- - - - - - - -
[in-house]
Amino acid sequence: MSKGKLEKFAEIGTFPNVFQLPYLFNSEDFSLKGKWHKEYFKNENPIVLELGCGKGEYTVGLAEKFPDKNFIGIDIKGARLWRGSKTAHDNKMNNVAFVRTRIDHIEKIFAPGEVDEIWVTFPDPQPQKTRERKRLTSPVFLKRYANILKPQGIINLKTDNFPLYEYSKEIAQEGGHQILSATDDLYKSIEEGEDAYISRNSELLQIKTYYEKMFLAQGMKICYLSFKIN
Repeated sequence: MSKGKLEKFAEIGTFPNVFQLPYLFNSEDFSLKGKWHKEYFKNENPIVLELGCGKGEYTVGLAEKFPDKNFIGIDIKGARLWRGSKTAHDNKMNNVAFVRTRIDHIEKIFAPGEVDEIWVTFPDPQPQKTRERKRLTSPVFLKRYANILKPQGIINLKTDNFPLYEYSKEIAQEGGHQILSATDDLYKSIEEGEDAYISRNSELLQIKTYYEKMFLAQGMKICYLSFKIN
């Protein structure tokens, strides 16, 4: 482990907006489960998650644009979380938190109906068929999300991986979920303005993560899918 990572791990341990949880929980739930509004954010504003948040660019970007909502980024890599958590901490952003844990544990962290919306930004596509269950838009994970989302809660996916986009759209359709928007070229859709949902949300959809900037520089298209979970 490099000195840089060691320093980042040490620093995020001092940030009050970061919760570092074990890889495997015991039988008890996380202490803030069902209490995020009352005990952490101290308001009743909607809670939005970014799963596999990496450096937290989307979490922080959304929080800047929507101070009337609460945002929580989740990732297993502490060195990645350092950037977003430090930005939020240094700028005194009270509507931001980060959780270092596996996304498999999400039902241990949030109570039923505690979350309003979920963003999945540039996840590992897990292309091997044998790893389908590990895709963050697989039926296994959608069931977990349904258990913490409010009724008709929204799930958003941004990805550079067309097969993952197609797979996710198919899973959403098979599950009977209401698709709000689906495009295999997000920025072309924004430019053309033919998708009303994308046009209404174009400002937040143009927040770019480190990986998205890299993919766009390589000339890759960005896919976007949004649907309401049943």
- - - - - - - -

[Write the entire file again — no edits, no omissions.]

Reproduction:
[in-house]
Amino acid sequence: MSKGKLEKFAEIGTFPNVFQLPYLFNSEDFSLKGKWHKEYFKNENPIVLELGCGKGEYTVGLAEKFPDKNFIGIDIKGARLWRGSKTAHDNKMNNVAFVRTRIDHIEKIFAPGEVDEIWVTFPDPQPQKTRERKRLTSPVFLKRYANILKPQGIINLKTDNFPLYEYSKEIAQEGGHQILSATDDLYKSIEEGEDAYISRNSELLQIKTYYEKMFLAQGMKICYLSFKIN
Repeated sequence: MSKGKLEKFAEIGTFPNVFQLPYLFNSEDFSLKGKWHKEYFKNENPIVLELGCGKGEYTVGLAEKFPDKNFIGIDIKGARLWRGSKTAHDNKMNNVAFVRTRIDHIEKIFAPGEVDEIWVTFPDPQPQKTRERKRLTSPVFLKRYANILKPQGIINLKTDNFPLYEYSKEIAQEGGHQILSATDDLYKSIEEGEDAYISRNSELLQIKTYYEKMFLAQGMKICYLSFKIN
């Protein structure tokens, strides 16, 4: 482990907006489960998650644009979380938190109906068929999300991986979920303005993560899918 990572791990341990949880929980739930509004954010504003948040660019970007909502980024890599958590901490952003844990544990962290919306930004596509269950838009994970989302809660996916986009759209359709928007070229859709949902949300959809900037520089298209979970 490099000195840089060691320093980042040490620093995020001092940030009050970061919760570092074990890889495997015991039988008890996380202490803030069902209490995020009352005990952490101290308001009743909607809670939005970014799963596999990496450096937290989307979490922080959304929080800047929507101070009337609460945002929580989740990732297993502490060195990645350092950037977003430090930005939020240094700028005194009270509507931001980060959780270092596996996304498999999400039902241990949030109570039923505690979350309003979920963003999945540039996840590992897990292309091997044998790893389908590990895709963050697989039926296994959608069931977990349904258990913490409010009724008709929204799930958003941004990805550079067309097969993952197609797979996710198919899973959403098979599950009977209401698709709000689906495009295999997000920025072309924004430019053309033919998708009303994308046009209404174009400002937040143009927040770019480190990986998205890299993919766009390589000339890759960005896919976007949004649907309401049943």